SK Innovation, the energy holding unit of SK Group, is accelerating its drive to expand its electric automobile battery business by kicking its lithium-ion battery production into full gear.
The Korean firm’s newly-expanded battery plant in Seosan, South Chungcheong Province, has more than doubled its annual production capacity from 300 to 700 megawatt-hours -- sufficient to power around 30,000 electric vehicles, the company said.
Since the factory first opened its doors in September 2012, it has been enlarging its production lines every year to meet rising client demands, with the latest expansion completed in May.
The Seosan plant added a new production line this year to produce more batteries to be placed inside electric-powered vehicles by major automakers -- the Kia Soul EV and China-based BAIC Group’s EV200 and ES210, according to SK.
From the initial electrode manufacturing process to the cell assembly, cell activation and final packaging stages, the plant is churning out new battery packs nonstop, every day to fulfill its target quotas on time.
The nation’s leading energy firm is pinning high hopes on its expanded production capabilities to significantly drive up annual profits, as it looks to record a threefold increase in sales this year.
The plant is also at the center of company CEO Chung Chul-khil’s ongoing efforts to reform its business structure by strengthening select businesses and finding new sources of income in cooperation with overseas companies.
“Though we understand that the battery development business is a difficult one, we will not give up,” Chung told local reporters in May, reaffirming the company’s commitment to its fledgling rechargeable battery business.
The energy firm is particularly looking to direct its efforts on developing energy cells suited for plug-in hybrid electric vehicles and BEVs, or vehicles powered solely by batteries, according to vice president of SK Innovation’s battery business Kim Yoo-suk.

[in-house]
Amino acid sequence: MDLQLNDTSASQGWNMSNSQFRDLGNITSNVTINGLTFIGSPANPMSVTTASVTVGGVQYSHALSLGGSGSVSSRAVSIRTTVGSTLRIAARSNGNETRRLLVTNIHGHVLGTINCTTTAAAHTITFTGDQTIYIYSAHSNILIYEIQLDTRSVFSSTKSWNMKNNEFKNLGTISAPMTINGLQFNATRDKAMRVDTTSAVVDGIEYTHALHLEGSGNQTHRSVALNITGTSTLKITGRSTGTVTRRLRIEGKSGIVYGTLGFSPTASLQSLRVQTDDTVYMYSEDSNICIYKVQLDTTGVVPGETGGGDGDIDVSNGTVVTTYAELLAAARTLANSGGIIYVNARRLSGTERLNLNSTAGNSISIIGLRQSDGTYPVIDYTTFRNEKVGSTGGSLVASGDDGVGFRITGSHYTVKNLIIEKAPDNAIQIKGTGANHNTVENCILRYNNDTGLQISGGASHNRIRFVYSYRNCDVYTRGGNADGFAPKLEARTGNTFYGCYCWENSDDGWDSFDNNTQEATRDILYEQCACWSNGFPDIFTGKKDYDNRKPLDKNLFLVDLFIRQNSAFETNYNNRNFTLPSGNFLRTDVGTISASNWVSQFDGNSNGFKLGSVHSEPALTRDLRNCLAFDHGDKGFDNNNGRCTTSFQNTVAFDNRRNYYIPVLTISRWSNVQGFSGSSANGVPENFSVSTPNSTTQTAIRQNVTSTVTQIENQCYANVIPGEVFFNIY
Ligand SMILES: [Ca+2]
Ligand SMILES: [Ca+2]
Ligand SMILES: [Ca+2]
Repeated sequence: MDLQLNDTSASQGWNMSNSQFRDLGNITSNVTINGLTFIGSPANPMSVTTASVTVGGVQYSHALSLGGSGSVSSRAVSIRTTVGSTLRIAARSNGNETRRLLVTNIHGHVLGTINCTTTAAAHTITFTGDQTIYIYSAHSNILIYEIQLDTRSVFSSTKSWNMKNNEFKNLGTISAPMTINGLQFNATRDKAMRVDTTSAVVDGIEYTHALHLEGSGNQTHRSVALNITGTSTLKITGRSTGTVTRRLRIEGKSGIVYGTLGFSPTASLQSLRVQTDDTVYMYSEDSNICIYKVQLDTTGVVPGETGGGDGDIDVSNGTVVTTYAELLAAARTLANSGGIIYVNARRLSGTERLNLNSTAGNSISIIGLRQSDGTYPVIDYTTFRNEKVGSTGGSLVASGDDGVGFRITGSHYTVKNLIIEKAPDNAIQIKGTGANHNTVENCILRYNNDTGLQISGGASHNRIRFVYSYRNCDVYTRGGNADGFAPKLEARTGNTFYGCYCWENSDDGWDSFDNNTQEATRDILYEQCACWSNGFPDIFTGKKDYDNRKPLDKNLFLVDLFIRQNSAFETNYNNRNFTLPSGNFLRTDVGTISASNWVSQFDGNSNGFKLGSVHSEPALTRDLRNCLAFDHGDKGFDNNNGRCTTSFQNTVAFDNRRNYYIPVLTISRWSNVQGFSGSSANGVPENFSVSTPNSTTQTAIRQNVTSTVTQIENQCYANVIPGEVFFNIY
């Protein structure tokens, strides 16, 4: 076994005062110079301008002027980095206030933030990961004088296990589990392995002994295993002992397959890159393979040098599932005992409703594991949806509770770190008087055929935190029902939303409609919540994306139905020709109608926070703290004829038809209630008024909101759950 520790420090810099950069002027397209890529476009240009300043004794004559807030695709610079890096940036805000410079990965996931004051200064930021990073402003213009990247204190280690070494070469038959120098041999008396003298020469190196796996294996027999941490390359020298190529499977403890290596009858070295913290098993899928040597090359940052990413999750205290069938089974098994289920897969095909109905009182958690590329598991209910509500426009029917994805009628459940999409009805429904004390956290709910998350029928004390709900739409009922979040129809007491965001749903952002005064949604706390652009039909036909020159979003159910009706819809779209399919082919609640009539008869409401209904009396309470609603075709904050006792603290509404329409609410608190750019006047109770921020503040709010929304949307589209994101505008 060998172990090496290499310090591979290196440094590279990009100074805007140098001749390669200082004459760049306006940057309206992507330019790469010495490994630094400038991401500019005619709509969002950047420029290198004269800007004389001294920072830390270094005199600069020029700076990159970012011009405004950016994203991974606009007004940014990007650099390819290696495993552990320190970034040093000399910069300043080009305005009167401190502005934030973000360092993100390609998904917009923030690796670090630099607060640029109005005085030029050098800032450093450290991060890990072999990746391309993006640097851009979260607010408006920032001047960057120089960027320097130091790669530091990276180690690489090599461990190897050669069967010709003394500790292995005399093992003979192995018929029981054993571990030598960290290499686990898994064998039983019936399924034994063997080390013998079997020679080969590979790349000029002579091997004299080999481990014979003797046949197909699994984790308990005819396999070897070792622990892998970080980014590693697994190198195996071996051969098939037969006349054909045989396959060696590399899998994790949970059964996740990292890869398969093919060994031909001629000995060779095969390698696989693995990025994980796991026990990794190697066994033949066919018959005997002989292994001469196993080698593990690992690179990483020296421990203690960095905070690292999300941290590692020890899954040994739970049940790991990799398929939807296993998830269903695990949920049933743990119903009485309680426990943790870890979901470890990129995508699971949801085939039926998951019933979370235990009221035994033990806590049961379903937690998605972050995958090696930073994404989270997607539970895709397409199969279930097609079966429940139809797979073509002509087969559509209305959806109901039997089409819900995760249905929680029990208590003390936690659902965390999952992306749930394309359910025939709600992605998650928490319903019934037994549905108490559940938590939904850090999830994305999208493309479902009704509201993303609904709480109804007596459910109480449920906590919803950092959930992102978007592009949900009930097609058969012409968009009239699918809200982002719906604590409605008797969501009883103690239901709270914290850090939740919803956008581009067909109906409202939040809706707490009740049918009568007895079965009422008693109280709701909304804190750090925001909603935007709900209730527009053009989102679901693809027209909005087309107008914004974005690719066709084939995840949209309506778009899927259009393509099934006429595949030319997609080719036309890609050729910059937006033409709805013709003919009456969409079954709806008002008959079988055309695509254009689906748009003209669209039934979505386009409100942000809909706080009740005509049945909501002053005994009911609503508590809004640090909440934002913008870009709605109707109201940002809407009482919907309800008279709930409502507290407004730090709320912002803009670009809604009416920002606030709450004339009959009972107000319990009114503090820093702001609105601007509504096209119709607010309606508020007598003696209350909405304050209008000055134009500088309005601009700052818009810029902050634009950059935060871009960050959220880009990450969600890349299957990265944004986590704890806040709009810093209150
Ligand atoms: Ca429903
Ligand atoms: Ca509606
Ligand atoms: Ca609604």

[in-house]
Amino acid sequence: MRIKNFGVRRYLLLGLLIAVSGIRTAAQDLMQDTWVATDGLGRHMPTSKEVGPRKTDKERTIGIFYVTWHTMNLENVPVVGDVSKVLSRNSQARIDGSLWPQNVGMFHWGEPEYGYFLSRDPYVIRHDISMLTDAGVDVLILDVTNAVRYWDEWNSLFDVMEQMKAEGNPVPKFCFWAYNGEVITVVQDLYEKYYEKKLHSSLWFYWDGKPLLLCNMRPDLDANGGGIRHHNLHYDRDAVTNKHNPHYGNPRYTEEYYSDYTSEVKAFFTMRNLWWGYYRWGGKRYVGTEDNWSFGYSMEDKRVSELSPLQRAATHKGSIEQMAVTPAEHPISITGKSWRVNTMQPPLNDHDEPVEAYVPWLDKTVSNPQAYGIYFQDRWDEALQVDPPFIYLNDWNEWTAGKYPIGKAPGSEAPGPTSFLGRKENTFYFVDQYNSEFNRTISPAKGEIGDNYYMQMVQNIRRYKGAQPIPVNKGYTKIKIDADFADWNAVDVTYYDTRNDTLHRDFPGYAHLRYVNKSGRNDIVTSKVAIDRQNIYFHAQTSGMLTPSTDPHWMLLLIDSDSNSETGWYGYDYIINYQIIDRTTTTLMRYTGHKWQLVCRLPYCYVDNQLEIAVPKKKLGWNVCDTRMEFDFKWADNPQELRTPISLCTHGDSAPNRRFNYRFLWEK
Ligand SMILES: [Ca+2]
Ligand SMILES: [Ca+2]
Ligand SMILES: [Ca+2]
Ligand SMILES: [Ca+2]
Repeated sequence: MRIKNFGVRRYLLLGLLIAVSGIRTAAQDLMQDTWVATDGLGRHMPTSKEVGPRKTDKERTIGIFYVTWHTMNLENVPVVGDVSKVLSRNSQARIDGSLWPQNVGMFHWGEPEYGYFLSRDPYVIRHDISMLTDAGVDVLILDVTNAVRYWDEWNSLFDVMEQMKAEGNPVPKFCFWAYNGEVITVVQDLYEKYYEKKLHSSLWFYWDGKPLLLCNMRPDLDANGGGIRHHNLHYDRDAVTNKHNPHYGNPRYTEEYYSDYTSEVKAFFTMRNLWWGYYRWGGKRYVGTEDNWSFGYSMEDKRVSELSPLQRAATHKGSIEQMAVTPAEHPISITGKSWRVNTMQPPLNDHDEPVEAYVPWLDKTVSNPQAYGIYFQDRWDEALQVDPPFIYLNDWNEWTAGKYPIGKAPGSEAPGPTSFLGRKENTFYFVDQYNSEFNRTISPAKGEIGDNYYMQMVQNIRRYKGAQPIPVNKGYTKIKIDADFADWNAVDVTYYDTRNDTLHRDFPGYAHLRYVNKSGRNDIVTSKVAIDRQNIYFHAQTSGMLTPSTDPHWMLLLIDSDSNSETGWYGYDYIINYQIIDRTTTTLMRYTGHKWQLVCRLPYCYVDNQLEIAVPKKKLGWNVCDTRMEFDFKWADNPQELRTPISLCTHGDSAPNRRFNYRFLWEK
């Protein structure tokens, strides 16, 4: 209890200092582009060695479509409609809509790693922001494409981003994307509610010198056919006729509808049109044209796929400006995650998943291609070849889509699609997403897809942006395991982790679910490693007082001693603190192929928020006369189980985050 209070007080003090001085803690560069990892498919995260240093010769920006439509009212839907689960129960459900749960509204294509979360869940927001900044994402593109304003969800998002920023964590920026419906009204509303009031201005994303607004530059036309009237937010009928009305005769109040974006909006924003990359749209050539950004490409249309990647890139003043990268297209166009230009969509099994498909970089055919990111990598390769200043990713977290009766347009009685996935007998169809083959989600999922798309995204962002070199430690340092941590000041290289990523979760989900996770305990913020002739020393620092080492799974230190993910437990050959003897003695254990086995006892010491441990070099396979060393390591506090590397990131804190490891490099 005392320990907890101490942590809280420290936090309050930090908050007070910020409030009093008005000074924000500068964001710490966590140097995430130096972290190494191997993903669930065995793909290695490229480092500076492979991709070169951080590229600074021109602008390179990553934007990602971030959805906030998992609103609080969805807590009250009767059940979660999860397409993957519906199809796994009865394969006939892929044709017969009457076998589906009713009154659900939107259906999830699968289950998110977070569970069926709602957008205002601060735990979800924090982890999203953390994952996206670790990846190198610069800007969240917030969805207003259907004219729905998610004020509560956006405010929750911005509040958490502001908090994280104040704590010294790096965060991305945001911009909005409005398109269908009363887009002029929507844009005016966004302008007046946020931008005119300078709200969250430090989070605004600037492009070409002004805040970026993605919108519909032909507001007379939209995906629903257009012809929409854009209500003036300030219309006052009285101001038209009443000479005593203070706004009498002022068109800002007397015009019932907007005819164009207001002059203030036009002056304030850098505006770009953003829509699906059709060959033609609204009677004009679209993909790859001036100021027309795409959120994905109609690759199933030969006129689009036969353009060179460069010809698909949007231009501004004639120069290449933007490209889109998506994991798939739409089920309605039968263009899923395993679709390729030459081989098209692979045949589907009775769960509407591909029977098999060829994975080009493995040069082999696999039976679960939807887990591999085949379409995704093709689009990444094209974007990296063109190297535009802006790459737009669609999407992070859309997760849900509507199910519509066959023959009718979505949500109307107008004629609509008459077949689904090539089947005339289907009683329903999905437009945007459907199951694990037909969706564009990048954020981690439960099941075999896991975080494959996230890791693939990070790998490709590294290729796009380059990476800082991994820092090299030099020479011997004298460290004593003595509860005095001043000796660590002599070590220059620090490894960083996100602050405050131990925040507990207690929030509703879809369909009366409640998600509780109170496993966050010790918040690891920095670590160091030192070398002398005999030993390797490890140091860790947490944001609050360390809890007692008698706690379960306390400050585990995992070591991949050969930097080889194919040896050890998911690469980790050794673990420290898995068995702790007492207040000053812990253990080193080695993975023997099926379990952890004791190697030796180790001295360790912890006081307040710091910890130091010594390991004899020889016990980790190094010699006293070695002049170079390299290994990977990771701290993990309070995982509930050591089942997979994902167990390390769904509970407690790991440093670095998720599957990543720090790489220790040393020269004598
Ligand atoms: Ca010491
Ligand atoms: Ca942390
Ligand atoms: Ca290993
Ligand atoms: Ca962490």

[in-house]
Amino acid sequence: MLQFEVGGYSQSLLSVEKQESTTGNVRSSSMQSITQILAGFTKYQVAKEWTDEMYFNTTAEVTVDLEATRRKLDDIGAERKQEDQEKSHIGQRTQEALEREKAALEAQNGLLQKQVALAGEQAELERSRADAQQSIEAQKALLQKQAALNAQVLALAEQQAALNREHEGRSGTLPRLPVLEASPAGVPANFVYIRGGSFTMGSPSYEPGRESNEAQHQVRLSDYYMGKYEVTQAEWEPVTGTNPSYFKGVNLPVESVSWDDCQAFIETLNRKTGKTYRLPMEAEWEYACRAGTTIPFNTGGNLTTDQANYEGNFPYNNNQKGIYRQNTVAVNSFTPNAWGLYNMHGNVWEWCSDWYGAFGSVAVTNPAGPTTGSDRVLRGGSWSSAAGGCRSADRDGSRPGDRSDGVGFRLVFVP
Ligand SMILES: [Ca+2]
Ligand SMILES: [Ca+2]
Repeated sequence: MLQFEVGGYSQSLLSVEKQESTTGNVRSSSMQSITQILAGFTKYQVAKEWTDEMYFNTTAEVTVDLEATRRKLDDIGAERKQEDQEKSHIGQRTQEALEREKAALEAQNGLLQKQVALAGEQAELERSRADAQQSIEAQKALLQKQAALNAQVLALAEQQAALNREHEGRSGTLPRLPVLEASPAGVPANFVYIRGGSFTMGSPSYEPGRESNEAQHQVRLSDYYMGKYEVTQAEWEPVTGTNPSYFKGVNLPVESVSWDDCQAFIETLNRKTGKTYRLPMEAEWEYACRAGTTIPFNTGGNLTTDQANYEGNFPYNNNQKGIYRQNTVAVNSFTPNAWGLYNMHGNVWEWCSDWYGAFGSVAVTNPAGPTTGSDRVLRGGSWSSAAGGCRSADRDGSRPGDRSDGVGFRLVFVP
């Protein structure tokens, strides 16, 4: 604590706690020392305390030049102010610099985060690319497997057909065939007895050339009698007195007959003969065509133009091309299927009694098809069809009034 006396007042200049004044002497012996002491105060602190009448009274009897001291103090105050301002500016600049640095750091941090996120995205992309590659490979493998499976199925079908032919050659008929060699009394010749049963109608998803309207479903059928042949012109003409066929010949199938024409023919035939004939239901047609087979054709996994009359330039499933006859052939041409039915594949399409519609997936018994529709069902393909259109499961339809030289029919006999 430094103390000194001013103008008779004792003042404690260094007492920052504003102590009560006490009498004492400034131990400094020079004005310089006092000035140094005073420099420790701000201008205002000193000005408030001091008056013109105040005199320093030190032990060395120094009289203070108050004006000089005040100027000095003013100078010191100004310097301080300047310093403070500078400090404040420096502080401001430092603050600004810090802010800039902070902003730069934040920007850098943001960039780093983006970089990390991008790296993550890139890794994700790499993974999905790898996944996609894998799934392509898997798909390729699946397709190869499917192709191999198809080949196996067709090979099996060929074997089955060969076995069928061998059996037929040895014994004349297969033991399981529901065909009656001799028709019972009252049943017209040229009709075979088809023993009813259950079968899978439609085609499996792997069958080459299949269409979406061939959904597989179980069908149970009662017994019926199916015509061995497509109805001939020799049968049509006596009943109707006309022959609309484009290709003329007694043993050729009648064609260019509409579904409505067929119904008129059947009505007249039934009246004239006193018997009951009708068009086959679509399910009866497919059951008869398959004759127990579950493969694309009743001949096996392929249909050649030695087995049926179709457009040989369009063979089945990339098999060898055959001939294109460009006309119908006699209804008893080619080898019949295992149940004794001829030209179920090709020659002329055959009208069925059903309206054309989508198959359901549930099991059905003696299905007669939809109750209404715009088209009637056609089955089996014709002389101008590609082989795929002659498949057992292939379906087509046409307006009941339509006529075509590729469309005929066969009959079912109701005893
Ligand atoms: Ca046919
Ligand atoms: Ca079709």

“We will focus on developing next-generation lithium-ion battery cells with higher energy capacity and concentration, perceived as holding great growth potentials,” Kim said Wednesday.
“Demand for such batteries is expected to rise in line with an increase in global EV usage across the world over the next few years. Though currently supply exceeds demands in the status quo, this situation will turn around by 2018.”
Despite its limited resources and small size compared to rivals -- including the world’s top electric car battery producer Panasonic, as well as Samsung and LG -- SK Innovation is continuing to seal more supply deals with clients at home and abroad.
In January 2014, SK Energy joined hands with BAIC’s Beijing Automobile Works and liquid crystal display manufacturer Beijing Electronic Holding to establish Beijing BESK Technology, which has paved the way for the Korean energy firm to expand its presence in China’s burgeoning electric-powered vehicle market.
The Korean energy firm is also expected to further step up production after reportedly having sealed a deal with a major European automaker to develop car batteries to be placed in its EVs from 2016. The supply volume would be nearly “three times larger” than the combined output for its current clients, according to CEO Chung in May.
“On the back of our standout technology, SK will maximize its operational efficiency and strengthen cooperation with existing partners to better target the domestic and global electric car battery market,” said SK Innovation’s head of Battery and Information Electronic Materials Kim Hong-dae.